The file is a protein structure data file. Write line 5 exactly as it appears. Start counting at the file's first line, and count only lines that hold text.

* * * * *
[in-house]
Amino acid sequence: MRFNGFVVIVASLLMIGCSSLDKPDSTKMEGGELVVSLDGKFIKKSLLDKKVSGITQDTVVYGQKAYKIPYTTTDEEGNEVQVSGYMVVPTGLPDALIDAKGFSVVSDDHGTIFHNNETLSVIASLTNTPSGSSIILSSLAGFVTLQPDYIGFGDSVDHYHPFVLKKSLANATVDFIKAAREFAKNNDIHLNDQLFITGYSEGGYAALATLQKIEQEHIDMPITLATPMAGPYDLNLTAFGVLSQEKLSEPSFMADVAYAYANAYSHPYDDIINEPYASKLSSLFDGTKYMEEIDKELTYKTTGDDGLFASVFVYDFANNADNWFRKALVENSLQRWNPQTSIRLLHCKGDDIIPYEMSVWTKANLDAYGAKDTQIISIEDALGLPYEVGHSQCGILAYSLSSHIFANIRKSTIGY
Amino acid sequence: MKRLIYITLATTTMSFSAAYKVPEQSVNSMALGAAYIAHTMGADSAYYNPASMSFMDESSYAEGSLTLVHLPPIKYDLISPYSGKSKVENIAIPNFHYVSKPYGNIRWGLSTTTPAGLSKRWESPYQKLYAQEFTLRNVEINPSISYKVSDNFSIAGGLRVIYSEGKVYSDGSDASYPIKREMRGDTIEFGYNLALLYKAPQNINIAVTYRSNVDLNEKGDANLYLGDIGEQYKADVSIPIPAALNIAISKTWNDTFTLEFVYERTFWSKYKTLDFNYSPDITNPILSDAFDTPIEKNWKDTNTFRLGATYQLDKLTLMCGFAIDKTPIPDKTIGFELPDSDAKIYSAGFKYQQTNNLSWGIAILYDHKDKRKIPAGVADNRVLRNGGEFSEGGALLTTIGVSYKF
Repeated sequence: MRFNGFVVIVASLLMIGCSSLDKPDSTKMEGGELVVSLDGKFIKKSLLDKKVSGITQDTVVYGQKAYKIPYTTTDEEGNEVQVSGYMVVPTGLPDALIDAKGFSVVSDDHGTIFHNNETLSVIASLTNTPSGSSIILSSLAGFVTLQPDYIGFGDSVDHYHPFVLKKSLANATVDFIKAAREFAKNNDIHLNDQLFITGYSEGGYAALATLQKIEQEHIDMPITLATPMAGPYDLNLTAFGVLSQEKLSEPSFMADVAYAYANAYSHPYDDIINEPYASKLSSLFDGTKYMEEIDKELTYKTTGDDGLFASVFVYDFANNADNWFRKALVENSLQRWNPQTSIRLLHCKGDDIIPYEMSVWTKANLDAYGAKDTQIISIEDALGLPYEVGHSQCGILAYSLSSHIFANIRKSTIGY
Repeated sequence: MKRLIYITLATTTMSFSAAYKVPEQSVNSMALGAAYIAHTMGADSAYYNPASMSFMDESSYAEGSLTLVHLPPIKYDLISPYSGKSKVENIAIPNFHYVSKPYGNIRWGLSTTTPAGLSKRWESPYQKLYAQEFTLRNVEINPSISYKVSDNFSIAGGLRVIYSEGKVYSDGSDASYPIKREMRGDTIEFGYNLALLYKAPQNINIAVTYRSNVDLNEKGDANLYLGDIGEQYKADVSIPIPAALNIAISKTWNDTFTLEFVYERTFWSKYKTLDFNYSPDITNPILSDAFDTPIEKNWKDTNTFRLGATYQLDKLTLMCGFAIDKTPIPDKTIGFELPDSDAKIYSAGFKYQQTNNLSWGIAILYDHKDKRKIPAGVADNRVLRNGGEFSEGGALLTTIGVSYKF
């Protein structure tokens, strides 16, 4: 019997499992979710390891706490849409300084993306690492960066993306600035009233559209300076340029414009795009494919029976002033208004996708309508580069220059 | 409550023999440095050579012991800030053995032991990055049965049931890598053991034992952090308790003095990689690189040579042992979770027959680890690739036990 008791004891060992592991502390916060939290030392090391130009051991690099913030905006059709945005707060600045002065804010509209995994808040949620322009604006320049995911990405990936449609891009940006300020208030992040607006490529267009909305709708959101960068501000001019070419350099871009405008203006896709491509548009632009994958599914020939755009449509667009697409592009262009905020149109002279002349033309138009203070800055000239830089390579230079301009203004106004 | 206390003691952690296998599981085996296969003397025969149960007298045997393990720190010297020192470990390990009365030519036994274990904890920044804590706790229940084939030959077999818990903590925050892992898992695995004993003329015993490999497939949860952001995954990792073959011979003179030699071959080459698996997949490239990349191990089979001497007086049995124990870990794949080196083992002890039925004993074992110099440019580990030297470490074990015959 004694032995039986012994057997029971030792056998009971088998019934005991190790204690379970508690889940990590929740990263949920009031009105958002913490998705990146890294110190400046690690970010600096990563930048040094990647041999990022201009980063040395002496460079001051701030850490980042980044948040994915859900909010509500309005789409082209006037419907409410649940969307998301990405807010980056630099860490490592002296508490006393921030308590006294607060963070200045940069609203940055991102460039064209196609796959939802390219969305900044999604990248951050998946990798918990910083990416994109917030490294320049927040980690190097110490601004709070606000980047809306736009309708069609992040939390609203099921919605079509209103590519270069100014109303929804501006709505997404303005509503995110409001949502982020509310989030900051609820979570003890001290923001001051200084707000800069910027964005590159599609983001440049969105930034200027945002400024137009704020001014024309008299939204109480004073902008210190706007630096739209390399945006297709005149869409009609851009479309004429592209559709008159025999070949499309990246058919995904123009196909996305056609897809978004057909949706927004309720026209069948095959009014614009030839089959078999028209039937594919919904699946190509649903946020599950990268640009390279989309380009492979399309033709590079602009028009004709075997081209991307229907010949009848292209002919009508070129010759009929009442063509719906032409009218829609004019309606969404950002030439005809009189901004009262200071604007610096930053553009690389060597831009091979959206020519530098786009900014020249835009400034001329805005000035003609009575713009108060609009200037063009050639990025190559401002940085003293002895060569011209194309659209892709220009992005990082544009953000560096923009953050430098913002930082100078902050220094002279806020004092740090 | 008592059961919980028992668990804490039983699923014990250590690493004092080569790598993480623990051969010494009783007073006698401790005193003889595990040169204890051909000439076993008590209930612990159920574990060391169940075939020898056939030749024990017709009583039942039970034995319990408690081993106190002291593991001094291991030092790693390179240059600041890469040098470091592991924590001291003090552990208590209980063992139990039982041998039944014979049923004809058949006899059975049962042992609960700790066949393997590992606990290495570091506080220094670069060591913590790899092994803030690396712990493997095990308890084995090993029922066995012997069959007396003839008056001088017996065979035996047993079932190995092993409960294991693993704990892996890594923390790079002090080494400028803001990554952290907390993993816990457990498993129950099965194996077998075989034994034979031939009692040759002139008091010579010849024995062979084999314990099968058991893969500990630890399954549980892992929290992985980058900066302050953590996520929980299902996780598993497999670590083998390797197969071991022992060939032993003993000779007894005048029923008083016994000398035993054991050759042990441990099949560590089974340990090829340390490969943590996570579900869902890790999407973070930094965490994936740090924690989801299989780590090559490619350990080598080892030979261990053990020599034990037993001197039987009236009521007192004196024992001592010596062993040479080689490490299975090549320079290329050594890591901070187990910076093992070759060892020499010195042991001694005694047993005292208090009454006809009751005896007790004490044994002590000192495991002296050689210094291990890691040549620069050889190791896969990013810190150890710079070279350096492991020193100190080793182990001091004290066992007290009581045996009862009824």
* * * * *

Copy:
Repeated sequence: MKRLIYITLATTTMSFSAAYKVPEQSVNSMALGAAYIAHTMGADSAYYNPASMSFMDESSYAEGSLTLVHLPPIKYDLISPYSGKSKVENIAIPNFHYVSKPYGNIRWGLSTTTPAGLSKRWESPYQKLYAQEFTLRNVEINPSISYKVSDNFSIAGGLRVIYSEGKVYSDGSDASYPIKREMRGDTIEFGYNLALLYKAPQNINIAVTYRSNVDLNEKGDANLYLGDIGEQYKADVSIPIPAALNIAISKTWNDTFTLEFVYERTFWSKYKTLDFNYSPDITNPILSDAFDTPIEKNWKDTNTFRLGATYQLDKLTLMCGFAIDKTPIPDKTIGFELPDSDAKIYSAGFKYQQTNNLSWGIAILYDHKDKRKIPAGVADNRVLRNGGEFSEGGALLTTIGVSYKF